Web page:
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94 Double Indemnity 1944 
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Post 94 Double Indemnity 1944
From Bob Harris on the Cinematic Journey

As I continue upon this journey, I am balancing between films I own and haven't seen and those in my Netflix queue. This is one I own and upon viewing it, I wish I had watched it a lot sooner. Then again that's the case for most of the films I'm watching as part of this thread.

Today I went back to Billy Wilder and Fred MacMurray in the film noir classic Double Indemnity. I was amazed at how well the language and interplay between MacMurray and Barbara Stanwyck stood up. There have been a great number of attempts at American film noir including some more recent ones(most notable LA Confidential and Brick) and it is truly amazing how much those films owe to this masterpiece. MacMurray plays the straight man at first, an insurance man who is duped into murdering the cunning Stanwyck's husband. She sells him on love and he hatches the plan. Her greatest ploy is letting him believe it was his masterstroke the entire time. All the while she is also seeing the boyfriend of her stepdaughter and manipulating him as well. In this films, the dame always leads the man to his downfall. This is no different though is must be noted that MacMurray already had the plot hatched out in a fantasy well before he met the femme fatale. Also of note in this one is Edward G Robinson in an excellent supporting role. He is tough and old school throughout and yet he is even fooled by MacMurray only to be let down in the end as MacMurray dies in his arms when all hell broke loose in his scheme. Overall, I would consider this essential viewing for anyone interested in film and if this falls in at #91, I'm sure looking forward to 90 films supposedly better. 10/10


Tue Jul 21, 2009 1:47 am
Post Re: 94 Double Indemnity 1944
“Double Indemnity” (1944)

Walter Neff (Fred MacMurray) is an insurance salesman. When we first meet Neff, he’s got a bullet in his chest. He’s arrived at his office late at night and doing none too well, and has begun to record a final Dictaphone message to his boss, Barton Keyes (Edward G. Robinson). Here-on-out Neff acts as our narrator, as he tells Keyes and us the story of “the Dietrichson case”.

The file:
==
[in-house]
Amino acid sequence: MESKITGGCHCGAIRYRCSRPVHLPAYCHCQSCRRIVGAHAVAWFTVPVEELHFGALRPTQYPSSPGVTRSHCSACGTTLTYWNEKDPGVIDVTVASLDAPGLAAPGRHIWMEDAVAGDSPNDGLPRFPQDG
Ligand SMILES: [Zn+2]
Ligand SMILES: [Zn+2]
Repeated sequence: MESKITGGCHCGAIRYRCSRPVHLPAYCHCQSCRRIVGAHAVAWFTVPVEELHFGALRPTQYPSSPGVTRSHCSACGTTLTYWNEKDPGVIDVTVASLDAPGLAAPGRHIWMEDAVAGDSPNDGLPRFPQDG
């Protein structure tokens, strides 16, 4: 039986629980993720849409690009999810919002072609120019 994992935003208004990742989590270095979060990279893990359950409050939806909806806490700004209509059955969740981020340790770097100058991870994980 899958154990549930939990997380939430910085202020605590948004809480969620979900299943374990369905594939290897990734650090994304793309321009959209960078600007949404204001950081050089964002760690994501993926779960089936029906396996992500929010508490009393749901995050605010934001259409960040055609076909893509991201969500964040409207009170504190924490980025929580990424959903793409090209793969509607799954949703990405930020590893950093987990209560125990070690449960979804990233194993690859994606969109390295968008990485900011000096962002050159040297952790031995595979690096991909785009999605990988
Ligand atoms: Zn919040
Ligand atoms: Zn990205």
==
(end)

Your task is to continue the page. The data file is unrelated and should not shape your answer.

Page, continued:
While on a visit to renew some auto policies he meets femme-fatale Phyllis Dietrichson who seems to be shopping for more than a good time. She is seeking ‘accident’ insurance for her uncaring husband, and also needs help arranging his accidental death. At first Neff is reluctant, but he later becomes smitten with Phyllis. Neff knows his boss Keyes (Edward G. Robinson) has a nose for detecting fraud, so he devises a plan to sell the policy and eliminate the husband. The husband will die in such a way that his policy will cover at twice its face value –a true double indemnity- while still appearing to be a complete accident. Who’s really the mastermind, who’s doing the playing, and for what end will startle and delight even the most savvy viewers.

This is startling movie-making. Billy Wilder has crafted a masterpiece. This film has forcefully and unexpectedly elbowed its way onto my top ten favorites list.

There are many levels on which Double took me unexpectedly:
Many of us grew up with “My Three Sons” in syndication. The father, Steve Douglas, of those three boys was played by none other than Fred MacMurray. In real life he was raised in Beaver Dam, WI, a town not terribly far from my home and a place where I’ve spent a lot of time. He also starred in one of my favorite aw-shucks old comedies “The Egg and I”.
In “Sons”, real life and “Egg” he seemed the gentle guy next door, well-groomed and wise, yet approachable. You could go to him to your shared fence for advice or to borrow a rake. Then, after the recommendations of many, I borrow and view “Double Indemnity” and my beloved Labrador, MacMurray, growls in a way I’ve not before seen. Stunning.
Barbara Stanwyck, the aging matriarch of “Green Valley” and playful tigress of “The Lady Eve” has shown chops in a most unexpected way as well. I really like her work, and now realize why she was gainfully employed for over 60 years.
Billy Wilder. What’s more to say? He’s created lightning in a bottle that still retains its jolt after 60 years. There’s a reason he’s one of Ebert’s favorite directors and is rapidly becoming mine.
If you are new to the old and looking for an outstanding example of mid-century noir films, “Double Indemnity” delivers twice the goods of most it’s competitors. I enthusiastically recommend a screening.

Awf Hand gives 4 of 4 stars.


Thu Oct 07, 2010 9:38 pm
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